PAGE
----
NEW YORK — NFL teams bought in bulk early in Thursday night's draft.
Unlike the last few glam-and-glitter years when bumper crops of quarterbacks reigned, this was pure brawn: more than 600 pounds at the outset with offensive tackles Eric Fisher of Central Michigan and Luke Joeckel of Texas A&M.
The first six picks were all linemen.
Fisher became the first Mid-American Conference player selected at the top when Kansas City's new regime led by coach Andy Reid chose the 6-foot-7, 306-pound offensive tackle.
"This is so surreal," Fisher said. "I'm ready to get to work right now. I'm ready to start playing some football. I can't process what's going on right now."
Fisher was followed by All-American Joeckel going to Jacksonville, defensive end Dion Jordan or Oregon to Miami, which traded up with Oakland, and Oklahoma tackle Lane Johnson to Philadelphia. Not a skill position player yet in sight — a stark change from the last four drafts, when quarterbacks went first.
Fisher and Joeckel each engulfed Roger Goodell in the now traditional bear hugs between draftee and commissioner. Fisher was only the third offensive tackle picked No. 1, joining Orlando Pace (1997) and Jake Long (2008) since the 1970 merger of the NFL and AFL. It's also the first time since '70 that offensive tackles went 1-2.
Even without a high-profile passer, runner or tackler going at the outset, the fans in the home of the Rockettes were pumped. They chanted "U-S-A, U-S-A" when Goodell paid tribute to the first responders at the Boston Marathon bombings and to the victims of the West, Texas explosion. They roared when Hall of Fame quarterback Joe Namath began the countdown to the first outdoor Super Bowl in a cold-weather site by taking the podium and screaming: "New York; Super Bowl 48."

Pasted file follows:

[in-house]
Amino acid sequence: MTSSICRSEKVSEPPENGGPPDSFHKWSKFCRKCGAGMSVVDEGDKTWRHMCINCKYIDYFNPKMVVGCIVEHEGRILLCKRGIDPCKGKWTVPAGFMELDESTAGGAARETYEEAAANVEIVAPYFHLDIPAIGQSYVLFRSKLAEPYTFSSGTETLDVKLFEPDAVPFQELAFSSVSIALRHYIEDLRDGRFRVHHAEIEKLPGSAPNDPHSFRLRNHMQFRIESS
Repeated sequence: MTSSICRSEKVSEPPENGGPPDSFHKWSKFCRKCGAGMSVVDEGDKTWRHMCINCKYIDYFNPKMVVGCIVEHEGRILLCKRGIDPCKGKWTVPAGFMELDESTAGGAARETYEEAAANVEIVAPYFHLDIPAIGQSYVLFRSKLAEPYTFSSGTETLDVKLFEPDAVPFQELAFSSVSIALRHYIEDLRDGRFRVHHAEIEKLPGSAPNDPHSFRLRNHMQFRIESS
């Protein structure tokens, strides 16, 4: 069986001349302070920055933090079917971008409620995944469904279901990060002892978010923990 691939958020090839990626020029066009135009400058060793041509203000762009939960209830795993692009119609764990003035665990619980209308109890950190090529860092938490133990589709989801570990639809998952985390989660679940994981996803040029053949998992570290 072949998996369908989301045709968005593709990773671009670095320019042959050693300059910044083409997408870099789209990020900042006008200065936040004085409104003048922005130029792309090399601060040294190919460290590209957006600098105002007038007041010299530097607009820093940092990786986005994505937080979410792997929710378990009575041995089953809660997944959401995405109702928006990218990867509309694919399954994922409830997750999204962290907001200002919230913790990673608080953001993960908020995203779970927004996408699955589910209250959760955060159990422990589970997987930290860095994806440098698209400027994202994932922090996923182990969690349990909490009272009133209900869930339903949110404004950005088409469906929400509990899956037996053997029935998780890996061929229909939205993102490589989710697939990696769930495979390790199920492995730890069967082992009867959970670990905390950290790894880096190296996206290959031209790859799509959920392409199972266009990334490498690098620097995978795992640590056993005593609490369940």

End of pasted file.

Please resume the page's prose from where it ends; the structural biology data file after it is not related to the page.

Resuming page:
The crowd didn't seem to care that early on, the picks were all heffers, not hoofers. No Andrew Lucks or RG3s at the top of this crop.
"What you're getting is a very athletic player, a great kid, smart kid, engineering major," Reid said of Fisher, who really began to draw attention with a strong Senior Bowl, showing he could handle the highest level of competition. "He can play any position along the line, and loves to play the game."
Joeckel didn't seem any less thrilled to go No. 2.
"I don't have words for all the emotions I feel," he said. "It's the best feeling of my entire life."
The Dolphins, envisioning Jordan as the next Jason Taylor, sent their first-rounder (12th overall) and this year's second-rounder to Oakland.
The Eagles went for Johnson and the procession of linemen continued with BYU defensive end Ziggy Ansah going to the Detroit Lions, LSU defensive end Barkevious Mingo going to the Cleveland Browns and North Carolina guard Jonathan Cooper going to the Arizona Cardinals.
That made for more than a ton of beef after the first seven picks.
St. Louis ended the pursuit of heft by dealing with Buffalo for the eighth spot and grabbing West Virginia wide receiver Tavon Austin, 5-8, 174 pounds. The Rams gave Buffalo four picks for the right move up eight slots.
The New York Jets may have found a replacement for star cornerback Darrelle Revis — traded to Tampa Bay — when they picked Alabama All-American Dee Milliner.